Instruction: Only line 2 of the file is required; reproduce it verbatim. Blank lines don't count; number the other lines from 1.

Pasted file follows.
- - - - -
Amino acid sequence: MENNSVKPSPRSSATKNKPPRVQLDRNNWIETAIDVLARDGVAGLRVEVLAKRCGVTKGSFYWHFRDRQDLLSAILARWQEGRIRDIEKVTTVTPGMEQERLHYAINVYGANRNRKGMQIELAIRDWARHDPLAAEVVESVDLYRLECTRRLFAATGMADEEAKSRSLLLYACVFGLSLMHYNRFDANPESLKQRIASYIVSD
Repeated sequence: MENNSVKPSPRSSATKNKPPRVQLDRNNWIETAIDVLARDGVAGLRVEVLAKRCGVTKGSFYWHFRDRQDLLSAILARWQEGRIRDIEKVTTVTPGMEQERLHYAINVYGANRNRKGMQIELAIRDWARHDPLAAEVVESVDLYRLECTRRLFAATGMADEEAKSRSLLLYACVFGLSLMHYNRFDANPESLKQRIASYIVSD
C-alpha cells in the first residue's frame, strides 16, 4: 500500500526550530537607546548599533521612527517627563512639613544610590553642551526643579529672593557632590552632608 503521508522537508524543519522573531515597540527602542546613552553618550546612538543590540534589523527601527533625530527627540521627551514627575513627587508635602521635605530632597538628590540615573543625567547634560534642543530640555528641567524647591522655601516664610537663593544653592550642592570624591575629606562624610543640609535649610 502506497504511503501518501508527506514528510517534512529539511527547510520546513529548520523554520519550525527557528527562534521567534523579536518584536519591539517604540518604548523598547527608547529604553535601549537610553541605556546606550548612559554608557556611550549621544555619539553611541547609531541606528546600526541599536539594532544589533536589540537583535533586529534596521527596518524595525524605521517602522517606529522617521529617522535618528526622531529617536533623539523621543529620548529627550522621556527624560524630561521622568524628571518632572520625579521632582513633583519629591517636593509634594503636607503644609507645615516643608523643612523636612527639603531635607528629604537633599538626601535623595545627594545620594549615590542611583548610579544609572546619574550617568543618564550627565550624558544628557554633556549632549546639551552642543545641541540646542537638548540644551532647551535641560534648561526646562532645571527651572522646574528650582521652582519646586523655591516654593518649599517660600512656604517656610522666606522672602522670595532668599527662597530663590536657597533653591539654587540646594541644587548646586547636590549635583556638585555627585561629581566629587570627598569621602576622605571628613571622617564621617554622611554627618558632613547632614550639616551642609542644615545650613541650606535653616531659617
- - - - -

Repeated sequence: MENNSVKPSPRSSATKNKPPRVQLDRNNWIETAIDVLARDGVAGLRVEVLAKRCGVTKGSFYWHFRDRQDLLSAILARWQEGRIRDIEKVTTVTPGMEQERLHYAINVYGANRNRKGMQIELAIRDWARHDPLAAEVVESVDLYRLECTRRLFAATGMADEEAKSRSLLLYACVFGLSLMHYNRFDANPESLKQRIASYIVSD